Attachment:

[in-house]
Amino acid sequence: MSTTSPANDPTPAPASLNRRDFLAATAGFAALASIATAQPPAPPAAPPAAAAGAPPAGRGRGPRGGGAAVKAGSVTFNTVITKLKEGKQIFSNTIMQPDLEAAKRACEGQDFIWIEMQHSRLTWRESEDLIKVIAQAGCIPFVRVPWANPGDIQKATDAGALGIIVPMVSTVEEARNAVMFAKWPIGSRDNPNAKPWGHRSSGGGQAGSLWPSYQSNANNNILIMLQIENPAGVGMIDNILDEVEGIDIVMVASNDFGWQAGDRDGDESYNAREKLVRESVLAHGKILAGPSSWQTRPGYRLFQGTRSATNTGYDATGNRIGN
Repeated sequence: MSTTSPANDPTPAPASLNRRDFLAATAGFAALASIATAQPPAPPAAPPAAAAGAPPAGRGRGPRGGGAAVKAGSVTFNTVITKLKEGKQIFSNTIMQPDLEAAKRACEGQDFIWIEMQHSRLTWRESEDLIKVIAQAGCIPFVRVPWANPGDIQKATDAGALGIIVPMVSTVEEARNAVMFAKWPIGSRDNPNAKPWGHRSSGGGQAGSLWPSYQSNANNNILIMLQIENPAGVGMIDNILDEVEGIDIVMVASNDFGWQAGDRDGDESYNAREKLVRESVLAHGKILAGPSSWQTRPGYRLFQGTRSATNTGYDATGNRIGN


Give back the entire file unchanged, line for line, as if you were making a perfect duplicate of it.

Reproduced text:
[in-house]
Amino acid sequence: MSTTSPANDPTPAPASLNRRDFLAATAGFAALASIATAQPPAPPAAPPAAAAGAPPAGRGRGPRGGGAAVKAGSVTFNTVITKLKEGKQIFSNTIMQPDLEAAKRACEGQDFIWIEMQHSRLTWRESEDLIKVIAQAGCIPFVRVPWANPGDIQKATDAGALGIIVPMVSTVEEARNAVMFAKWPIGSRDNPNAKPWGHRSSGGGQAGSLWPSYQSNANNNILIMLQIENPAGVGMIDNILDEVEGIDIVMVASNDFGWQAGDRDGDESYNAREKLVRESVLAHGKILAGPSSWQTRPGYRLFQGTRSATNTGYDATGNRIGN
Repeated sequence: MSTTSPANDPTPAPASLNRRDFLAATAGFAALASIATAQPPAPPAAPPAAAAGAPPAGRGRGPRGGGAAVKAGSVTFNTVITKLKEGKQIFSNTIMQPDLEAAKRACEGQDFIWIEMQHSRLTWRESEDLIKVIAQAGCIPFVRVPWANPGDIQKATDAGALGIIVPMVSTVEEARNAVMFAKWPIGSRDNPNAKPWGHRSSGGGQAGSLWPSYQSNANNNILIMLQIENPAGVGMIDNILDEVEGIDIVMVASNDFGWQAGDRDGDESYNAREKLVRESVLAHGKILAGPSSWQTRPGYRLFQGTRSATNTGYDATGNRIGN